Sunday, 13 August 2017

Saptah, Sonepur and Snows

-Brian Mendonça

Bazicha-e-atfaal hai duniya mere aage
Hota hai shab-o-roz tamasha mere aage.

[The world to me is merely a children’s fairground
Every night and day the spectacle is enacted.]

-Urdu poet Mirza Ghalib (1797-1869)

Recently two annual events were observed in Goa, one on the heels of the other. The first was the eagerly-looked forward to Saptah or seven days, celebrated in the town of Vasco. The other was the Feast of our Lady of Snows church, Raia (popularly known as Konsanche fest).

It seemed as though the people were undeterred by the rainy months and pressed on regardless to buy their gram (chonne) and  kaddio-boddio at the fair. In this amalgamation of the hoi polloi I recall the earthy simplicity of ‘Flemish Fair’ a painting by Dutch master Pieter Breughel the Younger (1564-1638) where he paints so expressively the tumultuous scenes of the peasants at the fair. Some are eating away, others performing on a stage, still others coming to blows, groups carousing, and there’s even a couple of saffron flags as an effigy is carried in procession. (See painting below)

Through squelchy tracts the villagers of Raia disappeared behind the wide plastic sheets to ferret their toys, balloons and cheap knick-knacks. There was also a football match to be witnessed, with pounding music to woo the early birds. The housie prize was not to be sniffed at – a cool Rs. 50,000 for the full house, by some estimates. What delighted me was that the stalls were strung up in the pathway leading to the cemetery. No spectre of death would dissuade the revellers believing in making the best of the moment in the vein of carpe diem / Make the best of the day.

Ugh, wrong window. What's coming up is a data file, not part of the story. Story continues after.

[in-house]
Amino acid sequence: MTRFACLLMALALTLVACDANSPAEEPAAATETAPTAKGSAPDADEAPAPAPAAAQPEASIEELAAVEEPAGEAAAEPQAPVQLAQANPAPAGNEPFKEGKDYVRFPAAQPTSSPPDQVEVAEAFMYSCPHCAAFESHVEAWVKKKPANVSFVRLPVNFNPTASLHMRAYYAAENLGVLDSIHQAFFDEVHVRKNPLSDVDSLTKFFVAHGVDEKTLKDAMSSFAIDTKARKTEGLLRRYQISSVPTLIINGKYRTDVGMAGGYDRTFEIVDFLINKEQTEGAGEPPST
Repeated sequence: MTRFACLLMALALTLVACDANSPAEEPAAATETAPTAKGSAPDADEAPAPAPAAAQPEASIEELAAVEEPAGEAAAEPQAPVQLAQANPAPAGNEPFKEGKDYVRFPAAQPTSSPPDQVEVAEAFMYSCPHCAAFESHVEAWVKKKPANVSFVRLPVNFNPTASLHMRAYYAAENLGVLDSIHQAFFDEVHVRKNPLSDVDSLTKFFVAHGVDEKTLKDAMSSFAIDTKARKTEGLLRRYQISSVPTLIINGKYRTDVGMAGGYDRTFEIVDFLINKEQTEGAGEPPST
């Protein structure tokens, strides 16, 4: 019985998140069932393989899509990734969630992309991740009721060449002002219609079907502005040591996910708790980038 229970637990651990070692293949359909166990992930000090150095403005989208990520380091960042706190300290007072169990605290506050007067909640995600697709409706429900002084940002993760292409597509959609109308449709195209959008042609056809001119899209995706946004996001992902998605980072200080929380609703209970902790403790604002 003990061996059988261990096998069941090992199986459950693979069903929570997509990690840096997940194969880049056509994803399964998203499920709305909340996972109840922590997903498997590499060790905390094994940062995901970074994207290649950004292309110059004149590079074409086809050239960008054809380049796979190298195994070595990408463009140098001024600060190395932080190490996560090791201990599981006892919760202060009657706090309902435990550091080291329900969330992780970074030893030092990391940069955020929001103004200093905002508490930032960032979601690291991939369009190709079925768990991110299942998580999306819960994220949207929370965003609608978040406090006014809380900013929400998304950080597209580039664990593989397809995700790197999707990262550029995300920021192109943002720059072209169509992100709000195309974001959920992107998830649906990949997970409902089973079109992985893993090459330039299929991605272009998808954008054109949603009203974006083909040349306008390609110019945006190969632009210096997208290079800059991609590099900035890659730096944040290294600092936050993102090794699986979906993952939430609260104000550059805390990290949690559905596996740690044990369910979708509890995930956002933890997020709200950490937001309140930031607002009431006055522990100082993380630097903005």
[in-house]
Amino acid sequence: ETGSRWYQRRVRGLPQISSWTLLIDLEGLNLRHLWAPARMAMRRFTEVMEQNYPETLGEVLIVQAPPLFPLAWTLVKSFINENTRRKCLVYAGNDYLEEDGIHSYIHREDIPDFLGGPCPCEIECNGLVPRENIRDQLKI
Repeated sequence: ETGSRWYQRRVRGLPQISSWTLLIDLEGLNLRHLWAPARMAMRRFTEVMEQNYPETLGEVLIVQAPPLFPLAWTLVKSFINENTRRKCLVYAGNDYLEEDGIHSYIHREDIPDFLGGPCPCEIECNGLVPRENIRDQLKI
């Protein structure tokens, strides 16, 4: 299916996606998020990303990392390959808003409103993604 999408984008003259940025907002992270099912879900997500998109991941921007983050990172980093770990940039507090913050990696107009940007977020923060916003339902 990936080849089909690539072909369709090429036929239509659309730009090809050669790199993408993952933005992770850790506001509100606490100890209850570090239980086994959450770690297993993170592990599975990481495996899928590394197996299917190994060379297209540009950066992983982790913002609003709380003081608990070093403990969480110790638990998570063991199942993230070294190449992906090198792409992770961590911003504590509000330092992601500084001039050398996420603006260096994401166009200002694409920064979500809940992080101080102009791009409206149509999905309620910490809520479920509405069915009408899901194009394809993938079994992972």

Vasco being short on space, it had to use up an entire main road to host the saptah. This caused great inconvenience to the houses and shops along the road but patience is a virtue that Vascoites have cultivated. Even after emphatic announcements to shut down the shops at the end of the 7 days, the authorities always backtrack and allow it to continue ‘till Sunday.’

In places where there is ample open space the fair is zoned out off the city area. In Kharghar, Navi Mumbai the main attraction of the fair was a giant Ferris wheel. There was also a water park where kids could paddle their boats, a toy train in the shape of a snarling dragon, and Khurja pottery displays.  Howls of delight went up in the air as the brave-hearts went on their death-defying rides.

Near Patna, in Bihar is the Sonepur mela which I visited in 2009. Here ‘painted teens / shake it for the crowd.’ In the distance the Kali Gandak river flows by. At Kali-ghat, ‘You merge with the Ganges / as pilgrims bathe furiously / with soap and water.’ Monkeys, langurs, puppies and parrots squashed in a cage are sold for a princely sum. Earlier at this cattle fair elephants too would be sold, and of course, cows.
Published in Gomantak Times Weekender on Sunday, 13 August 2017. Pix top of the Raia feast on 5 August 2017 with the church spires in the background. Taken by the author. Second pix of 'Flemish Fair' by Breughel the Younger. Source: Wikimedia Commons.

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